The sleeping-under-the-radio story makes it sound like Vin Scully was destined to live this sports broadcasting life, like it was inevitable, but of course it was not inevitable. Vin Scully grew up during the Depression. He was about to turn 2 when Wall Street crashed in 1929. There was no television. There was little sports on radio. Sports announcer was not exactly a JOB then. He wanted it to be a job, certainly. He does remember writing an essay in school about how he wanted to be a sports announcer, but it was fantastical stuff then in the 1930s, just as the world was about to go to war. He might as well have been saying he wanted to start an Internet social network.
Still, he never stopped thinking about it. He worked hard to lose any detectible accent. He practiced his cadences. When he graduated from Fordham, he sent out more than a hundred letters to radio stations and was not surprised when he was told there were no jobs. His break came at Fenway Park, though it hardly felt like a break at the time. The legendary announcer Red Barber was also sports director at CBS Radio, and he was desperate for someone, anyone, to be at the Boston University-Maryland game (he had moved Ernie Harwell to the Notre Dame-North Carolina game). Scully had introduced himself to Barber a few months before, and his fiery red hair had left enough of an impression that Barber called up someone he knew at Fordham and said, “Who is the red-haired kid who wants to be a sports announcer?” When Red Barber called the house, Scully wasn’t home, but his mother answered and took the message. “You got a call,” she told her son excitedly, “from Red Skelton!”
Scully went to the Boston University-Maryland game, and because of a mix-up found himself broadcasting outside on the roof of Fenway Park in the freezing cold. He did not say a word about it, on the air or off. (“I was so green, I thought that was just how they did things,” he says). Instead, he did his reports, stayed on time, and Barber was impressed enough that he intended to keep Scully on as an alternate. It was only the next day, when Barber got a call from someone at Boston University apologizing for sticking their announcer on the roof in the freezing cold, that Barber realized the kid had something special.think he was impressed that I didn’t complain,” Vin Scully says.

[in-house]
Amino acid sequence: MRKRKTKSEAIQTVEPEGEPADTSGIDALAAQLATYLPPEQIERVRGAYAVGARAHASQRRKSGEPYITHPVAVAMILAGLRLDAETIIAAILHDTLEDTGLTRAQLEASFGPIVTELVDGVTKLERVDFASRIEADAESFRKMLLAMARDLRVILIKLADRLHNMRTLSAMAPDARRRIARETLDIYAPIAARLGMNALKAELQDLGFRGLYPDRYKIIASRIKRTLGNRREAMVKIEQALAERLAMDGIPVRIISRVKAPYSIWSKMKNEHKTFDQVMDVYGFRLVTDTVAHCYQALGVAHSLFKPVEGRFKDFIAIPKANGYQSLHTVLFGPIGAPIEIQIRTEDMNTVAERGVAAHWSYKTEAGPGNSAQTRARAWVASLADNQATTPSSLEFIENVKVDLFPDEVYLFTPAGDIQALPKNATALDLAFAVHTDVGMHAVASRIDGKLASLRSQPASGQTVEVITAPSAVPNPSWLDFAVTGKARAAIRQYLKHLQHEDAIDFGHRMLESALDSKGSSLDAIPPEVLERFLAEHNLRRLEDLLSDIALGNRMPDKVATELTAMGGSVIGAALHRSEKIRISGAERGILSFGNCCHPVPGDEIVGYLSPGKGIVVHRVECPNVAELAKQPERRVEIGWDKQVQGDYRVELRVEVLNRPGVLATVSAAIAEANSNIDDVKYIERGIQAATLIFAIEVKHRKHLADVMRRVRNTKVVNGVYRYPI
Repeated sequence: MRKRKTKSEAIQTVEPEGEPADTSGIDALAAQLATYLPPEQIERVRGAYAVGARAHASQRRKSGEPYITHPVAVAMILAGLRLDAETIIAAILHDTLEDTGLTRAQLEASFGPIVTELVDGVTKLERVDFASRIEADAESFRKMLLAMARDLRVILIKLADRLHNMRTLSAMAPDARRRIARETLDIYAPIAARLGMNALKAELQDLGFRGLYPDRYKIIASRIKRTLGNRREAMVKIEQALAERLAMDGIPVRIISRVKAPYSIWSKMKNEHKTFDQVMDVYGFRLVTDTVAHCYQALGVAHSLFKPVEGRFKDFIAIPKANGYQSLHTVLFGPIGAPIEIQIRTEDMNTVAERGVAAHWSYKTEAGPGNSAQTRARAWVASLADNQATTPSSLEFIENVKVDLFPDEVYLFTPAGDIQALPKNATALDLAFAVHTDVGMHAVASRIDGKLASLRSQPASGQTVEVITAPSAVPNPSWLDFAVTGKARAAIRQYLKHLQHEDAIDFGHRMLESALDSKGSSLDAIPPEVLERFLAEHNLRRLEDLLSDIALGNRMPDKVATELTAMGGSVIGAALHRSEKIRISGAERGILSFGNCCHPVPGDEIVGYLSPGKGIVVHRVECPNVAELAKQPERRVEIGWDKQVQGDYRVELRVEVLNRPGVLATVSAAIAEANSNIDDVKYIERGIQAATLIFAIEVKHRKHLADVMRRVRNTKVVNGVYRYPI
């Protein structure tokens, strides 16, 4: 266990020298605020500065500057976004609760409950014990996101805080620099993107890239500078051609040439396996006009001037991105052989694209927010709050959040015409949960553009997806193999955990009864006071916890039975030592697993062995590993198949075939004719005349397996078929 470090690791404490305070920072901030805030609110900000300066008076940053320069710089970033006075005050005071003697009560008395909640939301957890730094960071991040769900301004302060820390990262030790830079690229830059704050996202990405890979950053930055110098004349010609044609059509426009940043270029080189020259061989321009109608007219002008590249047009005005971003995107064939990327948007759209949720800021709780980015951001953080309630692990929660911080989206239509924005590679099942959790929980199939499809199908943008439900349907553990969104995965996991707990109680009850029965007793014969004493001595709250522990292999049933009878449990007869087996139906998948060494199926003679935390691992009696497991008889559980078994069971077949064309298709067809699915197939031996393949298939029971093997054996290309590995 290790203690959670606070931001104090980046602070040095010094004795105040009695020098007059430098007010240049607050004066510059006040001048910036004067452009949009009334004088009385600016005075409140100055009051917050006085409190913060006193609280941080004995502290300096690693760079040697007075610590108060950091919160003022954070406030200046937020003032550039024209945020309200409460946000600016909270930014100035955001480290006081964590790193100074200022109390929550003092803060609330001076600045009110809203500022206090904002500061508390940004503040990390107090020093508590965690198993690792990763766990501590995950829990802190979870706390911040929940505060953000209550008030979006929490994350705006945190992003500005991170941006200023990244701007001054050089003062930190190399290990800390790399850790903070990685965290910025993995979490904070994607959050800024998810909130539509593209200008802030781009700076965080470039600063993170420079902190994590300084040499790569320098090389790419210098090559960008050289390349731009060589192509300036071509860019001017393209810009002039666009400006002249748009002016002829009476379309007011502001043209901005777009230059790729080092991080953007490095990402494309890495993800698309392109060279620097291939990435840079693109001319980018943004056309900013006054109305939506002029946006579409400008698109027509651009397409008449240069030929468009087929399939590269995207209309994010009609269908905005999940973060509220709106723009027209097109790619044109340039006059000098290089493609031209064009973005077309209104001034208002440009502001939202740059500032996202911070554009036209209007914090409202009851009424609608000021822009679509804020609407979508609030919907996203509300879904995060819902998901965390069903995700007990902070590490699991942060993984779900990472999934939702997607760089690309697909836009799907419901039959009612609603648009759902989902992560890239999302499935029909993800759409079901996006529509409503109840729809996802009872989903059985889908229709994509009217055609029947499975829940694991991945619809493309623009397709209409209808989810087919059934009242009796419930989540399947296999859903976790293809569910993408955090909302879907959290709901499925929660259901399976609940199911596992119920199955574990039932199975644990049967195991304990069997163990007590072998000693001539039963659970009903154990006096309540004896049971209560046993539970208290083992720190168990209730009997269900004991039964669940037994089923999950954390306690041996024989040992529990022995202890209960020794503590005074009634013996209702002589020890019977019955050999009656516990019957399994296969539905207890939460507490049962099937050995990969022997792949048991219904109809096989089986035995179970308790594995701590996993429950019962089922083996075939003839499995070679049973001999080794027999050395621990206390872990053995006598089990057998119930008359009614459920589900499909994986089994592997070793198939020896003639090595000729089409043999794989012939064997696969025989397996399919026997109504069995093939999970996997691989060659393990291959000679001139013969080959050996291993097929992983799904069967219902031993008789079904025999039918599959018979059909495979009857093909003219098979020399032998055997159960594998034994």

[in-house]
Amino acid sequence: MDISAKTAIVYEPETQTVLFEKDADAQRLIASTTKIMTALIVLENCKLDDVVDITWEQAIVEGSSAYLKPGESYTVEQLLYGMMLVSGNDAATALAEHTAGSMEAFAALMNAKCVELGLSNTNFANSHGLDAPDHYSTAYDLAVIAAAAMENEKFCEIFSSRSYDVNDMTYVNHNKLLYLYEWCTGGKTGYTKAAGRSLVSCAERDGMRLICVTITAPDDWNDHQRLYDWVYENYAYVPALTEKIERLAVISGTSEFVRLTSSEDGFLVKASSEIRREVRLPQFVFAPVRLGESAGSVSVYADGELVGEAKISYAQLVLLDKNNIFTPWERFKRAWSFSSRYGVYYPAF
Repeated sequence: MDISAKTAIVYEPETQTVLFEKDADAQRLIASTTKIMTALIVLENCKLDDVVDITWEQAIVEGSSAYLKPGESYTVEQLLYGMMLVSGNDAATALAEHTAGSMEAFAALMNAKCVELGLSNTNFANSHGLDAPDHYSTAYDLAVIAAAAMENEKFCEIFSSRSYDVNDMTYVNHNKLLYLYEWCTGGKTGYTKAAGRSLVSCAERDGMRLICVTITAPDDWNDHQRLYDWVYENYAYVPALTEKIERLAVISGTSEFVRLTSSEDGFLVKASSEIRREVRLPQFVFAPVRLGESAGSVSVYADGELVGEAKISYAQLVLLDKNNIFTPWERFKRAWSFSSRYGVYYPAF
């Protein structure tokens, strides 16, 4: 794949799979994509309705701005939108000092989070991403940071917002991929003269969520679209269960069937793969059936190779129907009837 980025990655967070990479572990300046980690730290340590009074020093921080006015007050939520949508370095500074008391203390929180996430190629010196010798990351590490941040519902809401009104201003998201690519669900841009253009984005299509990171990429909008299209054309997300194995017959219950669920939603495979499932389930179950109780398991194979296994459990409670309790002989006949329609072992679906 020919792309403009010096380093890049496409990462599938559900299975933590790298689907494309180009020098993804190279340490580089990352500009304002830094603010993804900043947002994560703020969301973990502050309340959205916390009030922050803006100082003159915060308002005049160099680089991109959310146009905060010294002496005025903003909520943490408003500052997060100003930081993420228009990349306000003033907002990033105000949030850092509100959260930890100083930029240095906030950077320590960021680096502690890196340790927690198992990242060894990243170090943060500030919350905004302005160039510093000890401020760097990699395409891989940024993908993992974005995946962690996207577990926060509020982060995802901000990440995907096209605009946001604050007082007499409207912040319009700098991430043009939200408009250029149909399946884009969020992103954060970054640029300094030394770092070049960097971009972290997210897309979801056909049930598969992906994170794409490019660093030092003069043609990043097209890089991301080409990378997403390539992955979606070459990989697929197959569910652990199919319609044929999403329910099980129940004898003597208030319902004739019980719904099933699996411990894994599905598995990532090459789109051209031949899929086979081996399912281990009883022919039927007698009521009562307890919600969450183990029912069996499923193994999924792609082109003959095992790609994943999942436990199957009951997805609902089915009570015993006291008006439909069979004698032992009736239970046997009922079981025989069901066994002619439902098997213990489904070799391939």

* * *
“And here’s an exciting moment,” Vin Scully says on the radio. “Rod Barajas is coming to the plate.”
The familiarity of the street names in Beverly Hills — like those of the signs on The 101 — is a bit jarring. How can you know the name and shape of every street when you’ve never lived in a place? But there’s Santa Monica Boulevard — where the sun comes up and over in that Sheryl Crow song. There’s Wilshire Boulevard, which leads right to the Miracle Mile. There’s Rodeo Drive, of course, pronounced “Row-DAY-oh,” and there’s MacArthur Park, where someone left the cake out in the rain, and there, closer, to West Hollywood, is Melrose Avenue. It’s strange to be so familiar and so unfamiliar at the same time. I even know the zip code here.
“Rod Barajas grew up in Ontario and he went to high school in Santa Fe Springs,” Vin Scully is saying. “And so this is a dream come true for him. He came over from the Mets last week, but this will be his first at-bat at Dodger Stadium in a Dodgers uniform.”
Everything, all around, is famous, or at least FEELS famous. As you drive here, it can feel like you’re on television. It can feel like there’s music playing in the background. These are the most-filmed palm trees in the world. These streets, those buildings, the hotels, the parks, the statues, they are ingrained in the mind of anyone who has spent a lot of time watching television.
“What a special moment for Rod Barajas,” Vin Scully says.
* * *
Walter O’Malley wanted Vin Scully to do just a little cheering when they got to Los Angeles. Scully loved O’Malley. When O’Malley moved the Dodgers to Los Angeles, there was a lot of pressure on him to hire local radio broadcasters, well-known Californians, voices that these new Dodgers fans could recognize. O’Malley said no. He would never even consider it. He was bringing Vin Scully with him from New York.